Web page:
Bob Davenport The Common Stone
- Released: May 17, 2005
- Originally Released: 2005
- Label: Topic Records
Dirty Linen - p.85"While strongly rooted in tradition, the album brings an original slant to songs dealing with roving, oppression, the military, and other themes....Presented with care and originality."
- 1.Davenport's Cakewalk
- 2.Song of the Other Ranks
- 3.Those Men We See
- 5.Jockey to the Fair
- 6.Wealthy Squire
- 7.Bottle Bank
- 8.She Moved Through the Fair
- 9.You Are My Sunshine
- 10.The Cuckoo
- 11.Trust No Man
- 12.Heart Like a Wheel
- 13.Song of a German Mother
- 14.The Drum
- 15.The Dawning of the Day
- 16.Down by the Glenside
- 17.Police Patrol
- 18.The Sergeant's Returned / Kiss Me Goodnight Sergeant Major
- 19.You Came Back Down the Long Road
- 20.The Colour
- 21.Wild, Wild Whisky
- 22.Alabama Song
- 23.Wild Rover
- 24.I Am a Rover
- 25.The Summertime Is Come Again
- 26.Davenport's Retreat
Song previews provided courtesy of iTunes
Personnel: Linda Thompson (vocals); Martin Carthy (guitar).
Liner Note Author: Bob Davenport.
Recording information: Panda Sound, Robin Hoods Bay; The Bench, Derbyshire, England; Woodman Recording Studio, Halifax, Nova Scotia, Canada.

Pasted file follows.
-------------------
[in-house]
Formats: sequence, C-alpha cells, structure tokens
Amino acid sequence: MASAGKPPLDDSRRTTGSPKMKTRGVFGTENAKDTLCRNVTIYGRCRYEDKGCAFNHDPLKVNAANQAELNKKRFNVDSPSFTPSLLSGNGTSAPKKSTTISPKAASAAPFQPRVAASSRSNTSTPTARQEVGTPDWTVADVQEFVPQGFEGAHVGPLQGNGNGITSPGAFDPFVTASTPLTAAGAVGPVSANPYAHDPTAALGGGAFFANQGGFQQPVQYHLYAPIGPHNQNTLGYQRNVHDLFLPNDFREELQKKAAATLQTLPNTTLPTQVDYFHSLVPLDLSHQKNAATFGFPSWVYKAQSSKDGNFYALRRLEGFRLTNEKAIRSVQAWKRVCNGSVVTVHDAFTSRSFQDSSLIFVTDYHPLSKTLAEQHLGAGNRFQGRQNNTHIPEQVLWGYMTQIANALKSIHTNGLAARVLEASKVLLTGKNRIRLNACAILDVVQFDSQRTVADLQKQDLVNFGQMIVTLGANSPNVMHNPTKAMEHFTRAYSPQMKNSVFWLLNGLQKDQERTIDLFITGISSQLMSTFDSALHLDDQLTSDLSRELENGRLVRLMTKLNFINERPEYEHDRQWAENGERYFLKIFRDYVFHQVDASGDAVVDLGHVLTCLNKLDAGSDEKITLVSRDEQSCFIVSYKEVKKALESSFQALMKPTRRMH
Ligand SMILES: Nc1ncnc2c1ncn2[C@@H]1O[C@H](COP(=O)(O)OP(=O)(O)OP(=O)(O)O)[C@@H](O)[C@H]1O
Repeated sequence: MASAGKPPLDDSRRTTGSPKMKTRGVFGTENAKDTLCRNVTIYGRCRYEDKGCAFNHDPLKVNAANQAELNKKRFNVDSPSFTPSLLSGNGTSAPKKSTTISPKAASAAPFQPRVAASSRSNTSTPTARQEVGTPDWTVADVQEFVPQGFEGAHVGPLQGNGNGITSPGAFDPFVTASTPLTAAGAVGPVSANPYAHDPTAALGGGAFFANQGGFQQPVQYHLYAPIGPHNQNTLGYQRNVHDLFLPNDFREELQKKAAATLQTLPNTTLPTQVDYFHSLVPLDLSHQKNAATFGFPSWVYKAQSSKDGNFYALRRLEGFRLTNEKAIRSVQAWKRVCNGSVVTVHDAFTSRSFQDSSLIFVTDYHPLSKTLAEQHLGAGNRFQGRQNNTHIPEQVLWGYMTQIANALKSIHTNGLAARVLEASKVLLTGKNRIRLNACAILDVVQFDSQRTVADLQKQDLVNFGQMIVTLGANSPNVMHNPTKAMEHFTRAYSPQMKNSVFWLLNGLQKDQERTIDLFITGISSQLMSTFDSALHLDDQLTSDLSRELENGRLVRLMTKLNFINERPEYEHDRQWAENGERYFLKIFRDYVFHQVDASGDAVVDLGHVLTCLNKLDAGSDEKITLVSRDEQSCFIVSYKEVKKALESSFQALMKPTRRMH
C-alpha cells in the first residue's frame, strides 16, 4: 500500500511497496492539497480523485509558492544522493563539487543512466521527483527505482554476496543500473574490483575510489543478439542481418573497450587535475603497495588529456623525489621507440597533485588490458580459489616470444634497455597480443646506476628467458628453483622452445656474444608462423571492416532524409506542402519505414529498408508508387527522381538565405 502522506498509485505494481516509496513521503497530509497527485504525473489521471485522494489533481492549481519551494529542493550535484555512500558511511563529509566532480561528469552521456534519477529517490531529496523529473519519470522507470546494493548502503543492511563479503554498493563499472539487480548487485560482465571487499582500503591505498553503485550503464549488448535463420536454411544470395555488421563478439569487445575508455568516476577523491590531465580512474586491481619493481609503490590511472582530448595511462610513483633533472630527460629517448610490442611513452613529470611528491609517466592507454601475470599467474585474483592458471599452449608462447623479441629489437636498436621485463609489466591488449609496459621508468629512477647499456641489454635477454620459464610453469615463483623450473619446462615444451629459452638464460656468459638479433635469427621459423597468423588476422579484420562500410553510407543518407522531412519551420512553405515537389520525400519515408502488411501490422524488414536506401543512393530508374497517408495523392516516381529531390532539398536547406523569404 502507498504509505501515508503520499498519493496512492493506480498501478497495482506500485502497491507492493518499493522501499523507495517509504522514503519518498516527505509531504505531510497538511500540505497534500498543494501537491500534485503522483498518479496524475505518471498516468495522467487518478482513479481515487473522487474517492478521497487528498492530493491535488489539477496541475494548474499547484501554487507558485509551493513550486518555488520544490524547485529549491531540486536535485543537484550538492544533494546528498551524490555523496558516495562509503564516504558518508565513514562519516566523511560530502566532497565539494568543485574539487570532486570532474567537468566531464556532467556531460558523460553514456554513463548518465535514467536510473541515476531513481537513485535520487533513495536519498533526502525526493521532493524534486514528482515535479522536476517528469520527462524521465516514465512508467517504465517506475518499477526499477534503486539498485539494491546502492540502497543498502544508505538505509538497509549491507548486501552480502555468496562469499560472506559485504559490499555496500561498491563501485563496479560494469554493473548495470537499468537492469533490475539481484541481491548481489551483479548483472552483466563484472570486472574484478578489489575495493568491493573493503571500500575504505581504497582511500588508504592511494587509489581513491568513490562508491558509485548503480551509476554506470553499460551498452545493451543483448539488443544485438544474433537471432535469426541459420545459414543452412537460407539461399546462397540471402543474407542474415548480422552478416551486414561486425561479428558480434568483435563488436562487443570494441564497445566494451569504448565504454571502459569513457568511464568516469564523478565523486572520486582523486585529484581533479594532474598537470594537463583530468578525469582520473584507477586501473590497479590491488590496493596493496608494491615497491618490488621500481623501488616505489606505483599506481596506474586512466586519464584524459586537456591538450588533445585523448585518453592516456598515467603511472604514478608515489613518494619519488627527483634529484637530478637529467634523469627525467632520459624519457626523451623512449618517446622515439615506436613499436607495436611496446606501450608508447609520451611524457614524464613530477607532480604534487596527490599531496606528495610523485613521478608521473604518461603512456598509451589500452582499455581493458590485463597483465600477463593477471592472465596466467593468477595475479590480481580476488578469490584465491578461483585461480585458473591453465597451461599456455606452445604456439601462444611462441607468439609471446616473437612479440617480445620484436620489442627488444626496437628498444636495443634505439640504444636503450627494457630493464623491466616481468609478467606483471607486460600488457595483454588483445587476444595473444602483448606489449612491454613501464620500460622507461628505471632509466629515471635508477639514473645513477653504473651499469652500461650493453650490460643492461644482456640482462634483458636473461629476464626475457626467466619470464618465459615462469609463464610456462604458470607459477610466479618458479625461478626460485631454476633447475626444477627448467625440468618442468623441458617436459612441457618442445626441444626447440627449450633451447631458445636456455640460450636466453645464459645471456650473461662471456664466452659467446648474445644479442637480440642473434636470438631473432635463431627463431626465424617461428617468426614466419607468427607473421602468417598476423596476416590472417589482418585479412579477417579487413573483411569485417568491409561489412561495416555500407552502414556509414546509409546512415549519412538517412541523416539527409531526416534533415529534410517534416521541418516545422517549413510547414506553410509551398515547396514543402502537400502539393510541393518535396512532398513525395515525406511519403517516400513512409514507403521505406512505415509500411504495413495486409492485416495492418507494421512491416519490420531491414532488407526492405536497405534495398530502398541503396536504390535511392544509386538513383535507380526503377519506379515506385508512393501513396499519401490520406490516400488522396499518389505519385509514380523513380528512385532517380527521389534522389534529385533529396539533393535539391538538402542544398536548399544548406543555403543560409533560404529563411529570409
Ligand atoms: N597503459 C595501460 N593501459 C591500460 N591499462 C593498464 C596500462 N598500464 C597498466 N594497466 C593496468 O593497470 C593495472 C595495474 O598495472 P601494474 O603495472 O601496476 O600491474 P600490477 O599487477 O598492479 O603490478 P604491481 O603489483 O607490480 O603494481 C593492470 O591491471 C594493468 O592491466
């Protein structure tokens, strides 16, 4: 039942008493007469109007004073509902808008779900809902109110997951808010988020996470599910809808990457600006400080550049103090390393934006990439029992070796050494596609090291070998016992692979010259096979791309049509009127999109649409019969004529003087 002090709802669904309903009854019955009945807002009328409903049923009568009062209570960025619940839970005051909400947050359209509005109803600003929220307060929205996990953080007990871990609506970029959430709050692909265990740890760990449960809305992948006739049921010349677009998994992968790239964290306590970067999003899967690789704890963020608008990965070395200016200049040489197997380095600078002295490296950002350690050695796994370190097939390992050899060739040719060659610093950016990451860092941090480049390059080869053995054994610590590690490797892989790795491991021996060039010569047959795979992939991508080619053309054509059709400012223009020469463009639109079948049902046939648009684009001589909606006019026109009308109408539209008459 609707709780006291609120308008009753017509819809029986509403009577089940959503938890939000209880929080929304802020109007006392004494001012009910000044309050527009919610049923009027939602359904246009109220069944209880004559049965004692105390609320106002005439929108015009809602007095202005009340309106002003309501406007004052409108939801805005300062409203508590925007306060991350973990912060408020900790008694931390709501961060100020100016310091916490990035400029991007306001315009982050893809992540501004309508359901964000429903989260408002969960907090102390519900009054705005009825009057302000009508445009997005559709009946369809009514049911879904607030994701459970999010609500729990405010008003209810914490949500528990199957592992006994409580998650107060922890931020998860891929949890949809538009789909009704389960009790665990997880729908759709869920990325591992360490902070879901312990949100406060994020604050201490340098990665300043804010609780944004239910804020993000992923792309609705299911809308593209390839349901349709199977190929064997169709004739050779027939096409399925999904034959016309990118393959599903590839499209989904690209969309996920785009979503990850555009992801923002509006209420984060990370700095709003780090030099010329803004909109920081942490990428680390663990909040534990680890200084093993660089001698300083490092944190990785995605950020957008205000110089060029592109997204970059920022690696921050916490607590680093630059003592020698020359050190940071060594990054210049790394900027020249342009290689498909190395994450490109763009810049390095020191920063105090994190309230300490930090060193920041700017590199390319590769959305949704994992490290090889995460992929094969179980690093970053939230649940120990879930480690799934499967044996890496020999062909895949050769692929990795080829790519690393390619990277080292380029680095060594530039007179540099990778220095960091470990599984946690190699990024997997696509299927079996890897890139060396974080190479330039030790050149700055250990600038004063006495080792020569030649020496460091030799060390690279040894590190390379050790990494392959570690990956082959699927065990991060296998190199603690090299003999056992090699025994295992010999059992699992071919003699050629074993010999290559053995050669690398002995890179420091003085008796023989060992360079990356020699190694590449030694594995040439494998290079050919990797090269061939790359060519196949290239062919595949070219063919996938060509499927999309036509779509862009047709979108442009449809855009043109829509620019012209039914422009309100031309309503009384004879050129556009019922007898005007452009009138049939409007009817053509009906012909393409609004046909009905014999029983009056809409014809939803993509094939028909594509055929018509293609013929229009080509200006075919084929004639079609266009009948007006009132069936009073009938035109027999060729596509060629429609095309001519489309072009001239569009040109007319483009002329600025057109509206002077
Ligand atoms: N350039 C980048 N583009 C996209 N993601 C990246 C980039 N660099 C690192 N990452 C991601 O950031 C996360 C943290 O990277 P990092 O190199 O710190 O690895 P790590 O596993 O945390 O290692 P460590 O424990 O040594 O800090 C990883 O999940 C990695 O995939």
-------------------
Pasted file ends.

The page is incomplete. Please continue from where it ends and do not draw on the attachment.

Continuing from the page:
Photographer: John Haxby.
Arrangers: Martin Carthy; Norma Waterson; Bob Davenport.
To describe Bob Davenport's new album as quirky folk doesn't quite do it justice. Yes, the album is, more or less, folk, and the choice of material and performance style is often quirky, but it's presented in a tasteful, professional fashion. With its mixture of instrumentals, a cappella singing, and unusual material, The Common Stone is well conceived, but more importantly, fun. Davenport mischievously segues from a moving rendition of "She Moves Through the Fair" to a halting ragtime version of "You Are My Sunshine" (though both songs are thematically similar, they vary widely in cadence). Repeated motifs include war, untrustworthy men, and whiskey. Perhaps the most bizarre track is a group rendition of Brecht's "Alabama Song," a piece that may be familiar to some listeners from the Doors' first album. It follows a Davenport original, "Wild, Wild Whiskey," a song that warns against a life of strong drink, but nonetheless sounds like a perfect tune for late-night pub singing. Davenport's joined by the cream of Britain's traditional musicians, including Martin Carthy, Richard Thompson, and Norma Waterson. It's interesting to note on releases like The Common Stone that Topic, long known for its commitment to traditional British folk, allows its cadre of artists the luxury of experimenting within tradition. That's what makes Davenport's album so much more interesting and listenable than yet another singer committed to repeating exactly what has come before him. ~ Ronnie D. Lankford Jr.
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